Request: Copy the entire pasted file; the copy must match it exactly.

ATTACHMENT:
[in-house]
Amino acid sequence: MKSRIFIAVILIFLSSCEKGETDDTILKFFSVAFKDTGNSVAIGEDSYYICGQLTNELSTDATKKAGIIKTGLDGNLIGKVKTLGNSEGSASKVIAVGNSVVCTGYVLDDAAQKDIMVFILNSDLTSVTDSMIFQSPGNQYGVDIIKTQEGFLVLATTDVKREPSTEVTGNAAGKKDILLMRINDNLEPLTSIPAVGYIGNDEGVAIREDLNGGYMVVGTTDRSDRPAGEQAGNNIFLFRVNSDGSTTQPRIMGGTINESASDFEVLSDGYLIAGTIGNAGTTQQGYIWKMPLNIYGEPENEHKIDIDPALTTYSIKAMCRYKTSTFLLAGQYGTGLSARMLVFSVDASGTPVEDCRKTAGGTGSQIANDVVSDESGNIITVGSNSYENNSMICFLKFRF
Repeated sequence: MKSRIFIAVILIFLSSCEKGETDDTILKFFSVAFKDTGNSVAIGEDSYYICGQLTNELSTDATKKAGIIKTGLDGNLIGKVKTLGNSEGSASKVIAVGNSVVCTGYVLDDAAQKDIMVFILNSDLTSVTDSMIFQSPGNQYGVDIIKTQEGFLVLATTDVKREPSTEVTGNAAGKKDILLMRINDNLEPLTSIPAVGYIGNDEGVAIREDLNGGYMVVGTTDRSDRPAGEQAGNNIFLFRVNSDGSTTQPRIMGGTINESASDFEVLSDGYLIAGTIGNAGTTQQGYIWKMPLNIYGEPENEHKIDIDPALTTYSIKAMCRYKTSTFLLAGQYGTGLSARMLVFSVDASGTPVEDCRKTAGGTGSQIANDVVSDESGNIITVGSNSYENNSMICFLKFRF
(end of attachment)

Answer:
[in-house]
Amino acid sequence: MKSRIFIAVILIFLSSCEKGETDDTILKFFSVAFKDTGNSVAIGEDSYYICGQLTNELSTDATKKAGIIKTGLDGNLIGKVKTLGNSEGSASKVIAVGNSVVCTGYVLDDAAQKDIMVFILNSDLTSVTDSMIFQSPGNQYGVDIIKTQEGFLVLATTDVKREPSTEVTGNAAGKKDILLMRINDNLEPLTSIPAVGYIGNDEGVAIREDLNGGYMVVGTTDRSDRPAGEQAGNNIFLFRVNSDGSTTQPRIMGGTINESASDFEVLSDGYLIAGTIGNAGTTQQGYIWKMPLNIYGEPENEHKIDIDPALTTYSIKAMCRYKTSTFLLAGQYGTGLSARMLVFSVDASGTPVEDCRKTAGGTGSQIANDVVSDESGNIITVGSNSYENNSMICFLKFRF
Repeated sequence: MKSRIFIAVILIFLSSCEKGETDDTILKFFSVAFKDTGNSVAIGEDSYYICGQLTNELSTDATKKAGIIKTGLDGNLIGKVKTLGNSEGSASKVIAVGNSVVCTGYVLDDAAQKDIMVFILNSDLTSVTDSMIFQSPGNQYGVDIIKTQEGFLVLATTDVKREPSTEVTGNAAGKKDILLMRINDNLEPLTSIPAVGYIGNDEGVAIREDLNGGYMVVGTTDRSDRPAGEQAGNNIFLFRVNSDGSTTQPRIMGGTINESASDFEVLSDGYLIAGTIGNAGTTQQGYIWKMPLNIYGEPENEHKIDIDPALTTYSIKAMCRYKTSTFLLAGQYGTGLSARMLVFSVDASGTPVEDCRKTAGGTGSQIANDVVSDESGNIITVGSNSYENNSMICFLKFRF